1. Introduction

In this tutorial, we’ll describe how to define and use variables in LaTeX.

2. Why Do We Need Variables in LaTeX?

Variables are placeholders for storing values we can use throughout the document. They can hold various values and strings, for example, URLs. We need variables for the following reasons:

1. they make writing easier, faster and more consistent
2. help us avoid minor typos
3. variables make it easier to update a value without having to change each occurrence manually
4. instead of manually typing a long phrase multiple times, we can simply define a variable

So, a typical use case is defining document templates.

3. Types of LaTeX Variables

To define a variable, we always start with the def command, followed by the variable’s name (starting with \), and its value (word or string) in curly braces:

\def\name{value}

Afterward, when we want to use our variable, we refer to it by its name from its definition. LaTeX variables are case-sensitive. That means that LaTeX will consider the following variables: \myname, \myName, \Myname and \MYNAME as four different variables.

We differentiate between three types of variables:

1. simple variables
2. variables with parameter
3. variables with long strings

4. Simple Variables

A simple variable stores a single value. The value can be a number, a word or a multi-word string. For example:

\def\myname{Jonathan}

In the above command, we defined a variable \myname holding the word Jonathan. To use this variable in our document, we simply refer to it by its name anywhere we want to insert it. For instance:

Hi, my name is \myname.

will generate:

Similarly, we can define a variable with a numeric value:

\def\myexperience{5}

We can use it in the same way as \myname.

Calling the variable names will insert the defined variable combined (without a blank space) with the succeeding word. For instance:

Hi, my name isn't \myname but Mike.

will generate:

To add a blank space between the defined variable and the next value, we’ll add either a curly bracket {} or backslash \ after the variable. Using the same example:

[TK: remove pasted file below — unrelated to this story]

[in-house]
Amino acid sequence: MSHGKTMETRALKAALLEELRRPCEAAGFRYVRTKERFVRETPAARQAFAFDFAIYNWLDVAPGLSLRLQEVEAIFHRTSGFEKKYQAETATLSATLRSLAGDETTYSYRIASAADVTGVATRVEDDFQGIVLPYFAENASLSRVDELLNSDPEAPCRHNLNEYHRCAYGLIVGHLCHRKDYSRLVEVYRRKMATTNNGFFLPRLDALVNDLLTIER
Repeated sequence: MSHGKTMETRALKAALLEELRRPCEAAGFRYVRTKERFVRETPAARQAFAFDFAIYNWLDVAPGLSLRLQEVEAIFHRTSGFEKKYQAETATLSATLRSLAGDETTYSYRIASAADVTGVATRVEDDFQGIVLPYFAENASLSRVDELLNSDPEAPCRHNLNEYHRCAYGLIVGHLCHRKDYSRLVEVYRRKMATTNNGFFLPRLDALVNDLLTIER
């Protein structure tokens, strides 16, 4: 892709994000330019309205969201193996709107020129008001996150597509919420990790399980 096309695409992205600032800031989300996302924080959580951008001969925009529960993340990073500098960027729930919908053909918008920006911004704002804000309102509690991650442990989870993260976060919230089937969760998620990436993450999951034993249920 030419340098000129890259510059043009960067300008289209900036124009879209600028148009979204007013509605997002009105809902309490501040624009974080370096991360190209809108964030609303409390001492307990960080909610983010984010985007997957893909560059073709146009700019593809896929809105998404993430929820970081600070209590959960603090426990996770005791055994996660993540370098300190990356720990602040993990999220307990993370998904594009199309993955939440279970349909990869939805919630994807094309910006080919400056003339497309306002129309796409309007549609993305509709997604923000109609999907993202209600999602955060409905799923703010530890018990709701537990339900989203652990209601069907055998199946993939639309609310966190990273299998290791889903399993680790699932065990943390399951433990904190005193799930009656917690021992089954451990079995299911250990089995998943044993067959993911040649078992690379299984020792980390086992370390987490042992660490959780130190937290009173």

Hi, my name isn't \myname{} but Mike.

will generate:

5. Variables with Parameters

A variable with parameters takes one or more arguments referred to by their numbers preceded by #. For instance, #1 is the first argument, #2 the second, and so on.

Let’s say we want to format the name and age of an individual. Then, we can define the following variable:

\def\mydetails#1#2{#1 (age #2)}

The above \mydetails takes two arguments: #1 and #2, where #1 is the name, and #2 is the age. Here’s an example of how we could use it in our document:

Candidates \mydetails{Jonathan}{25} and \mydetails{Sarah}{27} applied for this position.

This line of code would generate the following :

Also, there can be a single parameter. For instance:

\def\mydetails#1{#1}

The line:

I am \mydetails{25} years old.

would generate:

6. Variables with Long Strings

Variables can also hold an entire sentence. For example:

\def\mytitle{How to Define Variables in LaTeX}

Typing the variable name \mytitle would output the entire string from its definition. For example:

The article titled "\mytitle" describes how to define a variable in LaTeX

generates:

7. Conclusion

In this article, we showed how to define variables in LaTeX documents and talked about the common variable types.

Using variables makes writing more efficient and consistent. It helps avoid the manual typing of repetitive words and minor typos. Also, it helps us make document templates.